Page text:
I’m normally right on the edge of anything to do with technology.  If it is cool, electronic, and I can somehow justify the purchase, I will own it. When it came to the iPad, I was slow to jump on the train.  Sure it was cool, and definitely had its uses, but I just couldn’t justify the purchase price.  I bought other tablets on release, like the Kindle Fire with its 200 dollar price point, but just recently acquired an iPad.  I found that there are several apps that are essential in the workplace, and without them you may find yourself without the necessary tools to do the job.

  • Evernote – This cloud based note taking app is essential.  I can’t imagine my life without it. I have it installed on my desktop, laptop, smartphone, and iPad.  Use it for notes, to-do lists, and keep track of them across all of your devices.  Evernote lets you take pictures to put in the notes, and you can even search for the text that is in the picture and it will show up in the results.
  • Documents to Go Premium – Being able to work with Office documents are a must in the workplace.  Not being able to work with documents (or create new ones) really limits your iPad, and forces you to go back to you laptop or desktop to do any “real work.”
  • Dropbox – Having Dropbox isn’t absolutely necessary, but having a cloud storage application on your device is.  Dropbox is my preferred choice; however Google Drive, Microsoft Skydrive, and Apple’s iCloud are other alternatives you can choose from.  We all know that emailing files back and forth to yourself can be annoying, and certainly isn’t efficient.  Having apps like Dropbox allows you to not only access your files, but keep them organized in folders.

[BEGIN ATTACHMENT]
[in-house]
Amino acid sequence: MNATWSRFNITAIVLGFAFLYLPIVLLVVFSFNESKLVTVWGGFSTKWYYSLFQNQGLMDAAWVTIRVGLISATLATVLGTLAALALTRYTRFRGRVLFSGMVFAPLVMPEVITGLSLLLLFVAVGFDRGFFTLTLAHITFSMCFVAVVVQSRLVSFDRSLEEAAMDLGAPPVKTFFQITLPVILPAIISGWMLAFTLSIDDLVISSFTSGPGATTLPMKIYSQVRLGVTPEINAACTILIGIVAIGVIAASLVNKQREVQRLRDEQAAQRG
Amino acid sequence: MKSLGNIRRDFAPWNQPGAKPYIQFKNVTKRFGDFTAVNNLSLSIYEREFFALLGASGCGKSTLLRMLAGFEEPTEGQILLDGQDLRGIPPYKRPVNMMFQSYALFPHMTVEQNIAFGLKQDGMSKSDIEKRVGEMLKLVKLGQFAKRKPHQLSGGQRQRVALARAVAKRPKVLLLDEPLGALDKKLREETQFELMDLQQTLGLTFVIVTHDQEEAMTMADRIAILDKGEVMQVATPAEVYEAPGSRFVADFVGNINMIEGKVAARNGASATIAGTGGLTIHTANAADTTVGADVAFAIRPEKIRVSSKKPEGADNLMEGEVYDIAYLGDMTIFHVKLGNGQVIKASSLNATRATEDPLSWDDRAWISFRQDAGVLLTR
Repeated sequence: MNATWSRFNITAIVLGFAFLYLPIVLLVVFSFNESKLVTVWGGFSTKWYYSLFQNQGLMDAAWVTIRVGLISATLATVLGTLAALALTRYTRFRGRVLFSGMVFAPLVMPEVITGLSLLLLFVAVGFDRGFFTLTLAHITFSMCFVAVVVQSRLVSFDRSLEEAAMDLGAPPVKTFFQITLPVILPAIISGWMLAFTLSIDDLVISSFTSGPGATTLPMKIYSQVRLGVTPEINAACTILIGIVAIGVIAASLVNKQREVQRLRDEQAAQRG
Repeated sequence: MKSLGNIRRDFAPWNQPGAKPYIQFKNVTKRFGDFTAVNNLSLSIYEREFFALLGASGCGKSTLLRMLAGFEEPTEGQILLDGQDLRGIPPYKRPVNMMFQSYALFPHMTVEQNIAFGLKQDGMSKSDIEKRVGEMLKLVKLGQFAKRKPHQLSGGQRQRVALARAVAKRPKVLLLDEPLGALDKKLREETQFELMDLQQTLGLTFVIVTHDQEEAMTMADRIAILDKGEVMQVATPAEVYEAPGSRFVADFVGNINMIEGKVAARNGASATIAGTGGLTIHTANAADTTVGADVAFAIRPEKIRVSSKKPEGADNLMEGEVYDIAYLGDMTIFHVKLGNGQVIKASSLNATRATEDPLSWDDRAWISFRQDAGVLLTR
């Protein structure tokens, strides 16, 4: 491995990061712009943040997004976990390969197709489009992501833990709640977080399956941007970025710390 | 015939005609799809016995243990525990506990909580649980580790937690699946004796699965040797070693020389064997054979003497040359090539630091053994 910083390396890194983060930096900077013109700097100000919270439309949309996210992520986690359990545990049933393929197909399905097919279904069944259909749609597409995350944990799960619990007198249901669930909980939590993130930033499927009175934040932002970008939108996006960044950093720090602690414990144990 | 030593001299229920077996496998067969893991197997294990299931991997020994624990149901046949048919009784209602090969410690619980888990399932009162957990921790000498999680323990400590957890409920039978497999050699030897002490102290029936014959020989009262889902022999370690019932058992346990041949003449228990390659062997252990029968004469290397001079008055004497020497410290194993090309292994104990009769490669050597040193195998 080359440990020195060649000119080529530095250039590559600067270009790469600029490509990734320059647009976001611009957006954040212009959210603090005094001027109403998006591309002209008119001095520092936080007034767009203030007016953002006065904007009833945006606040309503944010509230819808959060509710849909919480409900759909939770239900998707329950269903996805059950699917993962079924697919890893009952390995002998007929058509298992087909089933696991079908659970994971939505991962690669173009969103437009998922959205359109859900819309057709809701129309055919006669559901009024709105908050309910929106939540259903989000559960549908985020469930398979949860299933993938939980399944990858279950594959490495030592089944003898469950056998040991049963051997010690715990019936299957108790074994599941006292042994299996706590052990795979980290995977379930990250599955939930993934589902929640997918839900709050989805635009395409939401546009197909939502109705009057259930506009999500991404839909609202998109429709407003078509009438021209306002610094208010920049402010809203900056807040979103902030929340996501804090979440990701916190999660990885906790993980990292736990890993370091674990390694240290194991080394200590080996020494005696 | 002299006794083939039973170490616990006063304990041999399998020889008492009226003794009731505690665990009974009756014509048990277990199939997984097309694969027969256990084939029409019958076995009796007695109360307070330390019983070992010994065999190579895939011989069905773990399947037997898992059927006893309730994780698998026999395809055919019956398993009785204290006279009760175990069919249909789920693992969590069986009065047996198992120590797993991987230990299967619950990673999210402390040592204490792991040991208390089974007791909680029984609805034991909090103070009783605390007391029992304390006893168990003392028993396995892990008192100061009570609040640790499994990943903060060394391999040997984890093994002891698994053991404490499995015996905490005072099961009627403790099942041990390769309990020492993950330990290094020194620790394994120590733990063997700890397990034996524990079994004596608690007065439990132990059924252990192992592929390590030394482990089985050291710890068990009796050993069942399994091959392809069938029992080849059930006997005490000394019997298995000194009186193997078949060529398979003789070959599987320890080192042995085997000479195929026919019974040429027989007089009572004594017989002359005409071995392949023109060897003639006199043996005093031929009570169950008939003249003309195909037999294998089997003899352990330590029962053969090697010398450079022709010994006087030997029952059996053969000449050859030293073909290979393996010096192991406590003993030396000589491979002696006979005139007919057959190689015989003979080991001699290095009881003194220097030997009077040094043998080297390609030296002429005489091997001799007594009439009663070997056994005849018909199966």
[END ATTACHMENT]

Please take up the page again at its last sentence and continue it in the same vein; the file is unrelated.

• Skype – If you use Skype often for business communications, then Skype for iPad is an essential tool to keep you communicating.  Successful business is all about communication, so don’t fall short just because you are on your iPad.
  • Qwiki – To be honest, I’m not sure if this came with my iPad or if I downloaded it, but I’ll be damned if it isn’t useful.  Qwiki takes any subject you give it and creates a short, spoken multimedia presentation on it.  Whether you want to know the history of your favorite baseball team, or want to know how they make paper plates, it will tell you with visuals and audio.
  • Slideshark – I view a lot of PowerPoints, and the iPad is terrible at showing them to you.  Slideshark shows you PowerPoints the way they were meant to be seen, and it makes a huge difference.
  • Chrome – So let’s get real.  Safari isn’t the best browser on the planet. It isn’t terrible, but I prefer Chrome, so I installed the app and replaced Safari on the main toolbar down below. My browsing experience has significantly improved.


What apps help you get through the day? Let us know in the comments!